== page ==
Monday, July 16, 2012

The Final Pots

My plan was to plant the residents of my pots into more permanent locations.  The early onset of drought conditions made me change those plans, so any necessary transplanting will take place next spring.  This Small White Morning Glory is a native annual vine that I first discovered on the property last year.  I threw a few seeds into this pot and I think every one of them sprouted.  I have noticed no plants growing where they were found lst year.  As long as I continue to supply water, this mess of plants should give me a good supply of seeds.  I’ll spread some of the seeds in a couple of suitable locations around the yard to see if they can establish permanent populations.

My work with potted plants is being phased out until I can construct an enclosure that effectively keeps out the marauding wildlife.  Most of my pots are under attack by various local animals.  I also need to create some permanent beds in which to plant the mature plants.  I originally began with pots in an attempt to learn about germination habits of the local native plants.  In the process, I managed to accumulate several pots full of mature plants. 

Here’s one of the animal offenders.  Not only do the Cottontails sit in the pots nibbling the plants, they have gone so far as to dig their nests in the center of the pots.

Squirrels and Chipmunks keep the potting soil constantly stirred. 

I had some seeds left over from my Prairie Garden expansion, so I planted them in a couple of empty pots.  I planted two species per pot, each confined to their own half.  Unfortunately, before I got a screen cover on this pot, a squirrel dug into one side and mixed the seed.

The seeds I planted were all species that I hadn’t raised since I got my first digital camera.  I grew them now just so I could get a photo record of their young forms.  Prairie Dock grows just enough to get the cotyledons above ground.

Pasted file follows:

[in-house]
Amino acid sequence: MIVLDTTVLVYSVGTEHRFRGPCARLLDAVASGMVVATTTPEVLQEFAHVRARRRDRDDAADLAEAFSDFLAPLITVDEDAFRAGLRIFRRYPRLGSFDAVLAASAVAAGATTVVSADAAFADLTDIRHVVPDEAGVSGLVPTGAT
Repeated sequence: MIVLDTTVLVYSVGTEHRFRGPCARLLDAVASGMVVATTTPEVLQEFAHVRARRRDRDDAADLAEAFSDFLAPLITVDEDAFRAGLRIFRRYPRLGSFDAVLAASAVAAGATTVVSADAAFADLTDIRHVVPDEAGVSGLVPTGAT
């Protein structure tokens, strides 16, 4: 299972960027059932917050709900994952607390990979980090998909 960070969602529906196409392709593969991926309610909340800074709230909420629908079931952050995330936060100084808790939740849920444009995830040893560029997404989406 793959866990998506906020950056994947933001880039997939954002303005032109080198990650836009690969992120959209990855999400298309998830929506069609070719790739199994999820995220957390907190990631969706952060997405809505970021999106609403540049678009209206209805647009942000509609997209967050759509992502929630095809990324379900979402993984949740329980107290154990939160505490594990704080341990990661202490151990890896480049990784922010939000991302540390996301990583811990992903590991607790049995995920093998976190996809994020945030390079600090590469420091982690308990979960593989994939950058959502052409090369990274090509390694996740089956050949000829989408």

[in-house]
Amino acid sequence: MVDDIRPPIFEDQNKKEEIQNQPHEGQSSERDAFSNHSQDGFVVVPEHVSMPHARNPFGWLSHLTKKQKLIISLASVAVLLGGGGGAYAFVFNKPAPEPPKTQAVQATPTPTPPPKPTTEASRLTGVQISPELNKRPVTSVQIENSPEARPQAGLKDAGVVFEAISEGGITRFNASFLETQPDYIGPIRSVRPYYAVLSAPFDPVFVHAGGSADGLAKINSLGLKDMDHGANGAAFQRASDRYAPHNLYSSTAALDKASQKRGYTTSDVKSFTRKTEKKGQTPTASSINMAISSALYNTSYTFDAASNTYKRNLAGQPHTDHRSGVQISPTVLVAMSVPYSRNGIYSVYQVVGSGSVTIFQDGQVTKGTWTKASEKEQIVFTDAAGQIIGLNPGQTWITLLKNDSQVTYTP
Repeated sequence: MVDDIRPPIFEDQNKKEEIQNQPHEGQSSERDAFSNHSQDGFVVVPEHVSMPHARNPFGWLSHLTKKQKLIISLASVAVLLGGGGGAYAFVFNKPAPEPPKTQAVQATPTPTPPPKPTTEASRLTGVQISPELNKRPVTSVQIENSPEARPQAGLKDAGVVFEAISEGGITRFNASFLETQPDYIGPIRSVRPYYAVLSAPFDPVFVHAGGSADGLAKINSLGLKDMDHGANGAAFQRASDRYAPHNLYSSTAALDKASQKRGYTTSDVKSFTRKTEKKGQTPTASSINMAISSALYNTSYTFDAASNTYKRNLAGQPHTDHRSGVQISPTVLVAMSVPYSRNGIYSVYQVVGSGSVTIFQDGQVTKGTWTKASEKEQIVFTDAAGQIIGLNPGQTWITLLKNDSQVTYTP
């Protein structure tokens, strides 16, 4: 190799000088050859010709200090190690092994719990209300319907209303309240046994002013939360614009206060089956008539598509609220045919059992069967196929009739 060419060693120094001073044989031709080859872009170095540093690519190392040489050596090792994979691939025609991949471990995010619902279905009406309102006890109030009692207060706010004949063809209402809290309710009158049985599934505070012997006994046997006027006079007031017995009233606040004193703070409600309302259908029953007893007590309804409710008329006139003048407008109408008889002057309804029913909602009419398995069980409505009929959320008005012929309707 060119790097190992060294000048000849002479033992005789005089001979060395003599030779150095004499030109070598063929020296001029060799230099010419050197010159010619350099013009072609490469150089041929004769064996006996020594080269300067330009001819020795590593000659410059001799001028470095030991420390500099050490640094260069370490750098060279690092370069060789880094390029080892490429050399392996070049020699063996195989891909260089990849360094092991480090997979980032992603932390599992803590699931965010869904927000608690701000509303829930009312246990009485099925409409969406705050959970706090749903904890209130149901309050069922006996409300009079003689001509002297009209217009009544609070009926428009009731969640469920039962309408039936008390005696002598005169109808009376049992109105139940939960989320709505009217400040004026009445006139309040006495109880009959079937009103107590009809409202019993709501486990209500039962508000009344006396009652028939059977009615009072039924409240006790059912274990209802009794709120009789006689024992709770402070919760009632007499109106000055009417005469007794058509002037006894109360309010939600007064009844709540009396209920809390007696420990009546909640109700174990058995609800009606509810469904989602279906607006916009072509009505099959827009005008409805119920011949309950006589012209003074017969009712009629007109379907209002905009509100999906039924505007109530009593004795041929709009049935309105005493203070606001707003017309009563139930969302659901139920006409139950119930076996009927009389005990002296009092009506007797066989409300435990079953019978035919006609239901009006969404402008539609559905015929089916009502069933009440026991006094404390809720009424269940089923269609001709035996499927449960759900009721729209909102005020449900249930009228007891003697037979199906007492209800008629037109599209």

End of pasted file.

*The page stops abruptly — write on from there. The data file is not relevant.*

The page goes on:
Development of the first true Prairie Dock leaf quickly follows emergence of the cotyledons.  The impressive growth is taking place below ground.  At this stage, the root has already exceeded a depth of 12 inches.

This is the seedling of Liatris aspera, Rough Blazing Star.  The cotyledons of this species also remain stalkless at ground level.  The first true leaf rises tall and thin.  Seedlings sometimes only produce the one leaf in their first growing season.

These False Aloe plants have been growing in their pot for several years.  One has managed to produce a flower stalk, but they are way too overcrowded to do well.  The problem with transplanting is going to be separating individual plants from the solid mass of roots in the bottom of the pot.  Plants that naturally put their roots deep into the soil just don’t respond well to confinement in pots.  I’m hoping that the creation of permanent growing beds will allow me to observe the natural progress of plant development that follows  the germination and early growth stages. 


  1. Those critters aren't helpful at all!

  2. Hi Pat. They certainly can behave as pests sometimes.

  3. According to Euell Gibbons, morning glory root is edible. It's related to sweet potato.

    I think prairie dock is edible too. I have half a dozen pots of cultivated dock on my back porch. They're delicious to cook in a cream sauce and smother fish with. The acidity is balanced by the fatiness of the cream.

  4. Hi Mark. Wild Potato Vine grows around here and is edible. It's a Morning Glory that grows a large tuberous root.

    I know that Prairie Dock sap is dried and used as a gum. The tough, gritty leaves don't seem very appetizing.